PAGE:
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CNN LIVE EVENT/SPECIAL

Greenstock Addresses Reporters at U.N.

Aired January 29, 2003 - 13:38   ET

THIS IS A RUSH TRANSCRIPT. THIS COPY MAY NOT BE IN ITS FINAL FORM AND MAY BE UPDATED.

MILES O'BRIEN, CNN ANCHOR: Security Council members are poring over the reports they got Monday from their chief weapons inspector, seen over my shoulder.
CNN's Richard Roth at the United Nations, at his familiar perch. What came out today, Richard?

RICHARD ROTH, CNN SENIOR U.N. CORRESPONDENT: Well, first, Miles, I'm recovering from David Ensor's comment that the U.S. might have to show a little leg here. I don't know how that will play inside the Security Council.

The consultations have just ended for this morning. Hans Blix, Mohamed ElBaradei, lead weapons inspectors, taking questions from the 15 countries. They probably have a lot of questions left. They're going to resume at 3:30 Eastern time today.

At the United Nations Security Council, many countries are not on the council, and thus mill around. Iraq used this opportunity to come to the microphone to denounce, in very strong language, what President Bush said about his country and weapons it may possess.

(BEGIN VIDEO CLIP)

MOHAMMED AL DOURI, IRAQI AMBASSADOR TO U.N.: Last night, we heard business as usual from President Bush. We had heard the same from other American officials in the past few days, but the bottom line -- the bottom line is one. You can accuse as much as you like, but you cannot provide one piece of evidence.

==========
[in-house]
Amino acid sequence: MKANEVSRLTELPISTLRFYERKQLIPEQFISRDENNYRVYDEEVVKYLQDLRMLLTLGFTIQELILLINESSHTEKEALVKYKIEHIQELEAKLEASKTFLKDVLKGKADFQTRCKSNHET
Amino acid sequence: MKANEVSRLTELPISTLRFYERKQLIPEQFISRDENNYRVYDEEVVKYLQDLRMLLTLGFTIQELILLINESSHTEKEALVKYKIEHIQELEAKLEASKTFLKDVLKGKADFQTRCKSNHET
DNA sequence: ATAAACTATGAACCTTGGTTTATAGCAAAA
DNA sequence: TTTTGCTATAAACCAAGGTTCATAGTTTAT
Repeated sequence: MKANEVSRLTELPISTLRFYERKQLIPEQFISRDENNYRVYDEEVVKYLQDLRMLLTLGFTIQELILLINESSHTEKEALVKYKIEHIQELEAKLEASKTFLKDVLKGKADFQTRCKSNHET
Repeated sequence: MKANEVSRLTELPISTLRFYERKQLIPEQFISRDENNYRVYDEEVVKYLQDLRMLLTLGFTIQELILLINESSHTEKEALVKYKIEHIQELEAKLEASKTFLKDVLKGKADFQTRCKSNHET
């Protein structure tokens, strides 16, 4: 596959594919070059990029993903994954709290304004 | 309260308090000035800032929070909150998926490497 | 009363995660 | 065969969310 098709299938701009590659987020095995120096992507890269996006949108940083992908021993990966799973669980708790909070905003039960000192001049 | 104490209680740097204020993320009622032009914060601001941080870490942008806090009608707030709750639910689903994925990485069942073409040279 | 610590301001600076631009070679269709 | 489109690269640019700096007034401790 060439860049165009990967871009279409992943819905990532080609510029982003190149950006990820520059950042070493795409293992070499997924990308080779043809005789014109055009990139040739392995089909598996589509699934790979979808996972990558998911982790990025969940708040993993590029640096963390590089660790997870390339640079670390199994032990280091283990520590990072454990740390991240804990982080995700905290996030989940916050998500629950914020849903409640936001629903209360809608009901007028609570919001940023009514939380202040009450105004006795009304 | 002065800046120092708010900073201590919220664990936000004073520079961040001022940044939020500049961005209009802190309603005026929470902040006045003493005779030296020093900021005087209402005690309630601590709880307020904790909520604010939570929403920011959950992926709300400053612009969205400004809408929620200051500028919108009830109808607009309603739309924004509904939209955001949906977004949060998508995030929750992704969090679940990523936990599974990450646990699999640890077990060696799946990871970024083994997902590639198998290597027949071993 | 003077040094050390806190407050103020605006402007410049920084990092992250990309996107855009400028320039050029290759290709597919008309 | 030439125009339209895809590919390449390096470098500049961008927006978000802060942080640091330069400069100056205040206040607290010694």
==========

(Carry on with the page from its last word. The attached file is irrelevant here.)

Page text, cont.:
(END VIDEO CLIP)

ROTH: All right. A different view here. Also at the United Nations, as you see the U.S. ambassador go in, the British. Let's listen to Sir Jeremy Greenstock, who's speaking live right now.

(JOINED IN PROGRESS)

JEREMY GREENSTOCK, BRITISH AMBASSADOR TO THE U.N.: I think the debate will go on. I also think that Dr. Blix's statement on Monday has changed the character of the debate, because -- well, I'll come to that.

In the council, there are some members of the council who see the glass as being half empty; there are some members of the council who see the glass as being half full. I think that circle will be run a bit further in the council, but it misses the point. The point is that 1441, the resolution of last November, asked for the Iraqi cooperative attitude to be unequivocally a full glass. No messing around. No prevarication. A final opportunity. Do it properly now, after 12 years.

We're not going to be, and 1441 does ask it to be a matter of waiting for the drips to fill the glass, the drips that may not come.

The question is, Does Iraq realize that the game is up or doesn't it? I think Hans Blix answered that question on Monday.

We haven't had anything more than partial, passive cooperation.

A little bit of access, yes. But prevarication and harassment and intimidation increasingly evident.

And in that context, I think the debate has moved on.

Yes, there are members of the council who are asking for time, but it isn't a matter of time. It's a matter of whether Iraq realizes that the game is up or whether it is continuing to try to keep the inspectors at bay.

So, today won't be the last day. You know there's a date for the 5th of February. I think that will be interesting...

O'BRIEN: All right. We're going to shift gears...

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